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A coalition of government watchdog groups last week demanded changes to toughen Georgia’s ethics guidelines, blasting state lawmakers with fightin’ words like there’s a culture of "low-level corruption" in Georgia government.
State Rep. Joe Wilkinson, chairman of the House Ethics Committee, objected to the criticism. He urged patience, noting stronger ethics guidelines just took effect this year. He also pointed out that a national organization ranked Georgia as having one of the toughest ethics laws in the nation, according to a Jan. 20 article in The Atlanta Journal-Constitution.
We asked the representative about it. Wilkinson said the Washington-based Center for Public Integrity came up with the ranking on where Georgia stands on ethics.
"If I didn’t believe it was true, I wouldn’t have said it," said Wilkinson, a Republican from Fulton County.
One PolitiFact Georgia reader was dubious about Wilkinson’s claim.
"He told me the same thing personally when I was at the Capitol last year," said Tom Tortorici of Atlanta, who supported tougher ethics legislation. "I didn’t believe him then, and I don’t believe him now. Other states have bans and caps on lobbyists gifts. We don’t."
We called the Center for Public Integrity, which puts out investigative reports on public issues. Its media relations manager, Steve Carpinelli, pointed us to a report it released in June 2009 that ranked each state on the transparency of its financial disclosure reports. The center came up with 43 questions it measured the states on. The questions included how often do state elected officials file disclosure reports, and what information are they required to report about their employers, their investments and property. The center also looked at what states have the authority to audit the disclosure reports.
Georgia ranked seventh in the 2009 report. Wilkinson compares the rankings to the Bowl Championship Series, the system that decides -- often with controversy -- which college football teams are the best in the nation.
But the report looked at only one aspect of ethics regulations, not everything, said William Perry, executive director of Common Cause Georgia. Perry’s group was one of the organizations that joined the call for tougher ethics guidelines.
For example, Perry said measuring ethics rules should also include the power of state agencies to regulate on potential conflicts of interest, gifts from lobbyists and contributions from political action committees.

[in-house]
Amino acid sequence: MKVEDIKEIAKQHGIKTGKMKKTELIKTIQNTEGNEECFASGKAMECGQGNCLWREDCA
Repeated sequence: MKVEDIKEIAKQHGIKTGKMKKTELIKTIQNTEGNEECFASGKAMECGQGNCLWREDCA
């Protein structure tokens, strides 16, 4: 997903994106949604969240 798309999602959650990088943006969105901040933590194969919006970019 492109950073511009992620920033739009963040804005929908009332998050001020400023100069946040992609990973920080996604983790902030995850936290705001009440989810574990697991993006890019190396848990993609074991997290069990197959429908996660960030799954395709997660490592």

Ethics regulations has been a big topic of concern under the Gold Dome in recent years. Glenn Richardson resigned as House speaker in 2009 after his ex-wife accused him of an extramarital affair with a female lobbyist. A few years back, federal prosecutors charged state Sen. Charles Walker with, among other things, using campaign contributions to pay off gambling debts. The former senator is now serving 10 years in prison.
The Georgia Legislature last year passed guidelines that prohibit sexual harassment, require many local elected officials to file campaign disclosure reports with the state and make it a crime to use a state agency to attack or harass someone.
Rick Thompson, former executive secretary of the State Ethics Commission, argued the Georgia Legislature has passed some bills that are "very stringent" on lobbyists and improved ethics guidelines.
"We’re pretty up there with the requirements of disclosures," Thompson said.
True, perhaps. The center’s 2009 report supports that viewpoint. But financial disclosures are only one area of ethics guidelines. Carpinelli said the center plans to conduct a state-by-state review of ethics laws, starting this spring. The research will take about a year, Carpinelli estimates.
We followed up with Wilkinson about what the center told us. He said financial disclosure is a "major part" of a state’s ethics package.
"That’s the heart and soul of ethics," Wilkinson said.
Wilkinson would get high marks on the Truth-O-Meter if he had said Georgia has some of the toughest rules on financial disclosures in the nation. That’s correct, but it’s not what he said.
Wilkinson’s comments about the Center for Public Integrity’s report may give some people the wrong impression about what the organization was studying. They reviewed financial disclosures, not the entire scope of ethics guidelines. We rate his statement as False.
The Atlanta Journal-Constitution, " ‘Culture of corruption’ leads to calls for ethics reform," Jan. 20, 2011
Center for Public Integrity, "States of Disclosure"
Telephone interviews with state Rep. Joe Wilkinson, Jan. 21 and 24, 2011
Telephone interviews with Common Cause Georgia executive director William Perry, Jan. 21 and 24, 2011
Telephone interview with Rick Thompson, former executive secretary of the State Ethics Commission, Jan. 21, 2011
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